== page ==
Suitable metal complex dyestuffs for the process of the invention are the relatively difficultly soluble 1:2 chromium or cobalt complex compounds of azo dyestuffs, especially of monoazo dyestuffs, i.e. complex compounds in which 2 molecules of an identical azo dyestuff or each time 1 molecule of two azo dyestuffs which are different from one another are linked in complex manner to one chromium or cobalt atom. The complex compound may contain, for example, a disazo dyestuff and a monoazo dyestuff or preferably two identical or different monoazo dyestuff molecules. Further metal complex dyestuffs include water-soluble metallized azo dyestuffs, containing per dyestuff molecule only one metal atom linked in complexe manner (1:1 metal complex compounds), especially copper, chromium or cobalt. These azo dyes contain as metal complex forming group preferably o,o'-dihydroxyazo groupings.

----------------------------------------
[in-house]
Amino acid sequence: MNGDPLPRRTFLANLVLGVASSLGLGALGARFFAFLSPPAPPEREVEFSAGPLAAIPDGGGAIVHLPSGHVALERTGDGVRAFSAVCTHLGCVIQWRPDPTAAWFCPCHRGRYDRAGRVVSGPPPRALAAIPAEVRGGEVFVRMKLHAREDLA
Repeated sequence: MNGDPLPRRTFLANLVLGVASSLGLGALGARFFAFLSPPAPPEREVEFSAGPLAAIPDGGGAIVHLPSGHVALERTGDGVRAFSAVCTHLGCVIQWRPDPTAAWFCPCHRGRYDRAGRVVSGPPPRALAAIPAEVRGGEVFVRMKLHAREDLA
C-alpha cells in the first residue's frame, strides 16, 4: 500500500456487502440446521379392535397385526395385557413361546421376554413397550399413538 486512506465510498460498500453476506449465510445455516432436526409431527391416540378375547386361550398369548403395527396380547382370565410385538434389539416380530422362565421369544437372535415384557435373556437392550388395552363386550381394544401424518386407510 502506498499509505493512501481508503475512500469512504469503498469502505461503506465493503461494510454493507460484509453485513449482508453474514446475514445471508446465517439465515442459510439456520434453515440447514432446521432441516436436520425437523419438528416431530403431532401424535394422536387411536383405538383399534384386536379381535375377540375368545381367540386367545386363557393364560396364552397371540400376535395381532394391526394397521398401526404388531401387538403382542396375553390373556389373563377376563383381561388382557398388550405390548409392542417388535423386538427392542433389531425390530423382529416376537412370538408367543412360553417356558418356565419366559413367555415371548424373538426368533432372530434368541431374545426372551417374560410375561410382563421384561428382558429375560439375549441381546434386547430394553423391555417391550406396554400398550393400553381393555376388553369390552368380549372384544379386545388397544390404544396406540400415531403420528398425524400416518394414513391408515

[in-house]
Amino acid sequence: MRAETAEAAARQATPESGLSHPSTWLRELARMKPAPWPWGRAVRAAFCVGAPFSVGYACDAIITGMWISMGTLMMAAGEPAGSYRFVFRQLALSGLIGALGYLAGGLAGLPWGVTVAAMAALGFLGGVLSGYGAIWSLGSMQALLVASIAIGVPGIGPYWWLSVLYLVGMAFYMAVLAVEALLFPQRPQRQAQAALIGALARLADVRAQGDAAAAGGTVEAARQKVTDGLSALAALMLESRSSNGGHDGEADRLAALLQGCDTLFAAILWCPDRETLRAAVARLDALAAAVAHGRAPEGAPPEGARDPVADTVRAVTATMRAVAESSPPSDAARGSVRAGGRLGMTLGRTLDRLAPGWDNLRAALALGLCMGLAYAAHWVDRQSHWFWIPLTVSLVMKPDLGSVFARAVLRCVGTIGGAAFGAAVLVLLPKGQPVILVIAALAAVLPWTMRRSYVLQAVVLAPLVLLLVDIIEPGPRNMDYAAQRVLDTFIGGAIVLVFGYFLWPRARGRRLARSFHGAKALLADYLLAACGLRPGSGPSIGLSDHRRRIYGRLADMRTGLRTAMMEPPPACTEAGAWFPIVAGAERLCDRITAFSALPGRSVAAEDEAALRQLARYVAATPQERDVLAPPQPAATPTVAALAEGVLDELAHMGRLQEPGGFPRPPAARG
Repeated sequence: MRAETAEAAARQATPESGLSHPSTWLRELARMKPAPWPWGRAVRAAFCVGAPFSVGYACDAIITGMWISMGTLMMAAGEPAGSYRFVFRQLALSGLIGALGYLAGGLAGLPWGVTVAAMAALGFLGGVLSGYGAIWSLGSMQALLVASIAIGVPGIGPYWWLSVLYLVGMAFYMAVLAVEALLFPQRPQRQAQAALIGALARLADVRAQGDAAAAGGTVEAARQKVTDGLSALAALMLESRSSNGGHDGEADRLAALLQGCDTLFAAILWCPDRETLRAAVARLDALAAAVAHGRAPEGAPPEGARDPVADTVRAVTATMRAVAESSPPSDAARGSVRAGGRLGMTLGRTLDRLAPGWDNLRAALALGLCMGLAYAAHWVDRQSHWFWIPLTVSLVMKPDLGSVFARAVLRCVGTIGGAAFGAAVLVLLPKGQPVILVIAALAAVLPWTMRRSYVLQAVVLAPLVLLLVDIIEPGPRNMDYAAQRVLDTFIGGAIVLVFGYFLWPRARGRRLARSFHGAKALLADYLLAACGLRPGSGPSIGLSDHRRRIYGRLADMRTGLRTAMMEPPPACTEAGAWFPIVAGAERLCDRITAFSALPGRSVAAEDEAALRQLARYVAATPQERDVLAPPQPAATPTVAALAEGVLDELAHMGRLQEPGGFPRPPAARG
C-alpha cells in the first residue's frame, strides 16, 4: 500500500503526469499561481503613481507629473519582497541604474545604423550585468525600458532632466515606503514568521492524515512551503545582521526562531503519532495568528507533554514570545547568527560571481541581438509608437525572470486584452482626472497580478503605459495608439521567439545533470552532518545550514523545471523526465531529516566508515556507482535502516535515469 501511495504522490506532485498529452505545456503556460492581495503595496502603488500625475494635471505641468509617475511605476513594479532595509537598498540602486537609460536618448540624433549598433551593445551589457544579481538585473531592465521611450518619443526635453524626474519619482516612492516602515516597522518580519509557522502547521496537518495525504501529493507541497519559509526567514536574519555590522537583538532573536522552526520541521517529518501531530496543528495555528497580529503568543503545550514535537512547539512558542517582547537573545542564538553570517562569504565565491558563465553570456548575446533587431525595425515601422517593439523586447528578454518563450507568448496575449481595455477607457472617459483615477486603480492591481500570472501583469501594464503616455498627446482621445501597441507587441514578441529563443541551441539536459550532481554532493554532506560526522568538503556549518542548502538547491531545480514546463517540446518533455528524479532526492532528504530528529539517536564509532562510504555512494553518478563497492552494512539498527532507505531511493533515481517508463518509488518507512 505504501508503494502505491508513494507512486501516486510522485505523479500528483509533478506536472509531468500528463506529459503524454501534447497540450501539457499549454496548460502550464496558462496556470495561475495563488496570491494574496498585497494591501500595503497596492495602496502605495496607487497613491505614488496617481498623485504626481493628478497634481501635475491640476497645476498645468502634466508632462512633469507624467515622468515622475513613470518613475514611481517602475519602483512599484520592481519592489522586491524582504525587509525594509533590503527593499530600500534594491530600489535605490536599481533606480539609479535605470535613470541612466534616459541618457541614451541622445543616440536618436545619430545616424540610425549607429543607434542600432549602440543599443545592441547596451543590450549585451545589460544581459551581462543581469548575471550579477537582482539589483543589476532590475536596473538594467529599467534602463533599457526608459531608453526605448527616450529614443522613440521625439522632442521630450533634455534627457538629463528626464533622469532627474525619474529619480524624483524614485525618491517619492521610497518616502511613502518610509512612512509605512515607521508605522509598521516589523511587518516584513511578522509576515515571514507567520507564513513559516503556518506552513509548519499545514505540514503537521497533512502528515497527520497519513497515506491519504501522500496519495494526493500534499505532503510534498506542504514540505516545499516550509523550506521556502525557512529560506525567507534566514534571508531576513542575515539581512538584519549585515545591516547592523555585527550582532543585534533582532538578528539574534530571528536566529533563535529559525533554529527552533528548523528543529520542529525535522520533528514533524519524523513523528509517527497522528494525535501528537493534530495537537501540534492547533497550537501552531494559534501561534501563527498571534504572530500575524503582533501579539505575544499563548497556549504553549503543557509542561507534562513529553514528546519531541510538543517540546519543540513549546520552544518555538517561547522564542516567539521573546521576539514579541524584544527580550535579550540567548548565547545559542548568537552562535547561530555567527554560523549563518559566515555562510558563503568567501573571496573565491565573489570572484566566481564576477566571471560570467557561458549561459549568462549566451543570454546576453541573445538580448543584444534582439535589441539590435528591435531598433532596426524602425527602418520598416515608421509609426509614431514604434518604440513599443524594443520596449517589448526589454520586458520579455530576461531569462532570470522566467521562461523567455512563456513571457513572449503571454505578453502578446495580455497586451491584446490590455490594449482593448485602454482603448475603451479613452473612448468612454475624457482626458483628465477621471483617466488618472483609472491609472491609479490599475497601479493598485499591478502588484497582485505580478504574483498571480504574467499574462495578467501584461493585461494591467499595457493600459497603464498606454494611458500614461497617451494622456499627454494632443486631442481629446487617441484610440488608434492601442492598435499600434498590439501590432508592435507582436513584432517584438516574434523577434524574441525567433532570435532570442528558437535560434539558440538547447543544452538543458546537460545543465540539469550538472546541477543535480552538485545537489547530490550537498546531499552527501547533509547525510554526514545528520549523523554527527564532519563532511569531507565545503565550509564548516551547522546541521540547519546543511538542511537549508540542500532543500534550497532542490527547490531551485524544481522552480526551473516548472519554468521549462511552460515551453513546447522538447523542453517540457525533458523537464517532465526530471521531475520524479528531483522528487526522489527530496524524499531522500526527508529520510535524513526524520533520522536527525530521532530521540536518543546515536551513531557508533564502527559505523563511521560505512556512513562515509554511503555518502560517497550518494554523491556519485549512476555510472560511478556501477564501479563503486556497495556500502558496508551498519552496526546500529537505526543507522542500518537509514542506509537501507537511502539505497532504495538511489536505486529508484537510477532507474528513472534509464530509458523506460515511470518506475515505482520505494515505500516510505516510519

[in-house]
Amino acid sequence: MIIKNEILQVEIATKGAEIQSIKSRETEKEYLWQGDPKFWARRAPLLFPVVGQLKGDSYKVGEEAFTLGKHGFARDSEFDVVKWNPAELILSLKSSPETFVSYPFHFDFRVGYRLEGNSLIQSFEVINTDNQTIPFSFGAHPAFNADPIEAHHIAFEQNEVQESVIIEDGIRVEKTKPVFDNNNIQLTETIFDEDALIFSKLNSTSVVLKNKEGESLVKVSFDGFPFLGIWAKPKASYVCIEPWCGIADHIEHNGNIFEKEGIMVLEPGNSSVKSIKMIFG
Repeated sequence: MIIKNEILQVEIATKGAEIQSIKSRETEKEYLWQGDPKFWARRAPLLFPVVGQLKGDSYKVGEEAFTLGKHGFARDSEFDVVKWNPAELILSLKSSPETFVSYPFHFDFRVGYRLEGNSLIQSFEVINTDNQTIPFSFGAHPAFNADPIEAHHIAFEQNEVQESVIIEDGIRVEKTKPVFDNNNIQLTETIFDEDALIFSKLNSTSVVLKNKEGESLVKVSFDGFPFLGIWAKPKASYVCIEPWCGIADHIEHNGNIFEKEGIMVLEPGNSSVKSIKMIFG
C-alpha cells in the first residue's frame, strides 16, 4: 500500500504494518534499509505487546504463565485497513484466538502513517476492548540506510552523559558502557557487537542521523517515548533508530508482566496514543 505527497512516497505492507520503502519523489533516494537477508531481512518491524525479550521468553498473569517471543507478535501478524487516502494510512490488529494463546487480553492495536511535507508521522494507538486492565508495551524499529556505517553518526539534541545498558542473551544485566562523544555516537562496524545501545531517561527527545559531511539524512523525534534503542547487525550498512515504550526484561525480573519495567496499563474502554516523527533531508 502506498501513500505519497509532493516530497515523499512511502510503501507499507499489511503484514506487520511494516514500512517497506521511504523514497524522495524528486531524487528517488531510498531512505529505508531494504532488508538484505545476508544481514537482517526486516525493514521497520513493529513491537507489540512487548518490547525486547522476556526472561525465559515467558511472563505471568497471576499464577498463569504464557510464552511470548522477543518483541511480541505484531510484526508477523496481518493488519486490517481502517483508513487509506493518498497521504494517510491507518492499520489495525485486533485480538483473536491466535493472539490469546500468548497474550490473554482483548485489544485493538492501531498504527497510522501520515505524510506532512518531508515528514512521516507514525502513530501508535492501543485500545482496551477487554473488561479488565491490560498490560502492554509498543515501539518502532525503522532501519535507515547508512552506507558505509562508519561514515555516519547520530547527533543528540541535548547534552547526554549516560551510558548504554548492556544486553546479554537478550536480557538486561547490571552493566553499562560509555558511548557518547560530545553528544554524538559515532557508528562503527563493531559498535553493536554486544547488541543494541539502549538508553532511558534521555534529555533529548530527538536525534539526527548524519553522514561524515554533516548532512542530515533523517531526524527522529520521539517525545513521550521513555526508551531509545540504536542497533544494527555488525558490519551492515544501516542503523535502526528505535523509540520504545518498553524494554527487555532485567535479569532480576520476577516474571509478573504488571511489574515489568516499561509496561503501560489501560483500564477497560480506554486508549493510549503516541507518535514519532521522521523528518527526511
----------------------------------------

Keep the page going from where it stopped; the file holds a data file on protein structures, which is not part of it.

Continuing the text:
Suitable reactive dyestuffs for the process of the invention are any of the organic dyestuffs known by this term. These dyestuffs mainly include those containing at least one group capable of reacting with polyhydroxy fibers or with polyamide fibers, a precursor to this group or a substituent which reacts with the polyhydroxy or polyamide fiber. As basic structures of the organic dyestuffs that may be used, in particular those of the azo, anthraquinone or phthalocyanine series are suitable; the azo or phthalocyanine dyestuffs may be free from metal or may contain metal. As examples of reactive groups or precursors which form such reactive groups in an alkaline medium there may be mentioned epoxy groups, the ethylene imide group, the vinyl group in the vinylsulfone group or in an acrylic acid radical, besides the β-sulfatoethyl sulfone group or the β-chloroethyl sulfone group. For these processes, derivatives of the tetrafluoro-cyclobutyl series, for example of tetrafluoro-cyclobutyl-acrylic acid, may also be used. As reactive substituents in reactive dyestuffs there may be mentioned those substituents which can be split off easily and which leave an electrophilic radical. Examples of such substituents are halogen atoms in quinoxaline triazine, pyrimidine, phthalazine and pyridazone ring systems. Use may also be made of dyestuffs which contain several different reactive groups.